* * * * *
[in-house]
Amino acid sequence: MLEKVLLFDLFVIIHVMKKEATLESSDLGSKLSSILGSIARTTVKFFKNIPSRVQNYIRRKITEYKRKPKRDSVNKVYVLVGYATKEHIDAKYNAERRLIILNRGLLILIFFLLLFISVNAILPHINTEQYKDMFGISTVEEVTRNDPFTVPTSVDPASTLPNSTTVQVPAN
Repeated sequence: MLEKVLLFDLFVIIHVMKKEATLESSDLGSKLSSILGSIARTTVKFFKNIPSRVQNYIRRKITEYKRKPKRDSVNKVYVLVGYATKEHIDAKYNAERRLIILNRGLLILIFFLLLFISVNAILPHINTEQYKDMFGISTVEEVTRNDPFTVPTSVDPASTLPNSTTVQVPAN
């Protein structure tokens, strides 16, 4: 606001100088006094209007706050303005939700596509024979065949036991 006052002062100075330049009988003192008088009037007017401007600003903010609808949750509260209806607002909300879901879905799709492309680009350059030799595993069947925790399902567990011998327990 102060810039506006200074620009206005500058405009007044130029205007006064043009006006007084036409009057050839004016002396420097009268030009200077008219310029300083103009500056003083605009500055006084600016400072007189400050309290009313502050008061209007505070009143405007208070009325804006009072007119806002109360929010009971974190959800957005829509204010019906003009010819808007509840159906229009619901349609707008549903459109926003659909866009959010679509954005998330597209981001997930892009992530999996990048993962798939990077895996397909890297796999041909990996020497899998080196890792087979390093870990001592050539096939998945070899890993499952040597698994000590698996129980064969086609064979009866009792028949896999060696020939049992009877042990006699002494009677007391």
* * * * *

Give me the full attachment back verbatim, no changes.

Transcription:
[in-house]
Amino acid sequence: MLEKVLLFDLFVIIHVMKKEATLESSDLGSKLSSILGSIARTTVKFFKNIPSRVQNYIRRKITEYKRKPKRDSVNKVYVLVGYATKEHIDAKYNAERRLIILNRGLLILIFFLLLFISVNAILPHINTEQYKDMFGISTVEEVTRNDPFTVPTSVDPASTLPNSTTVQVPAN
Repeated sequence: MLEKVLLFDLFVIIHVMKKEATLESSDLGSKLSSILGSIARTTVKFFKNIPSRVQNYIRRKITEYKRKPKRDSVNKVYVLVGYATKEHIDAKYNAERRLIILNRGLLILIFFLLLFISVNAILPHINTEQYKDMFGISTVEEVTRNDPFTVPTSVDPASTLPNSTTVQVPAN
């Protein structure tokens, strides 16, 4: 606001100088006094209007706050303005939700596509024979065949036991 006052002062100075330049009988003192008088009037007017401007600003903010609808949750509260209806607002909300879901879905799709492309680009350059030799595993069947925790399902567990011998327990 102060810039506006200074620009206005500058405009007044130029205007006064043009006006007084036409009057050839004016002396420097009268030009200077008219310029300083103009500056003083605009500055006084600016400072007189400050309290009313502050008061209007505070009143405007208070009325804006009072007119806002109360929010009971974190959800957005829509204010019906003009010819808007509840159906229009619901349609707008549903459109926003659909866009959010679509954005998330597209981001997930892009992530999996990048993962798939990077895996397909890297796999041909990996020497899998080196890792087979390093870990001592050539096939998945070899890993499952040597698994000590698996129980064969086609064979009866009792028949896999060696020939049992009877042990006699002494009677007391």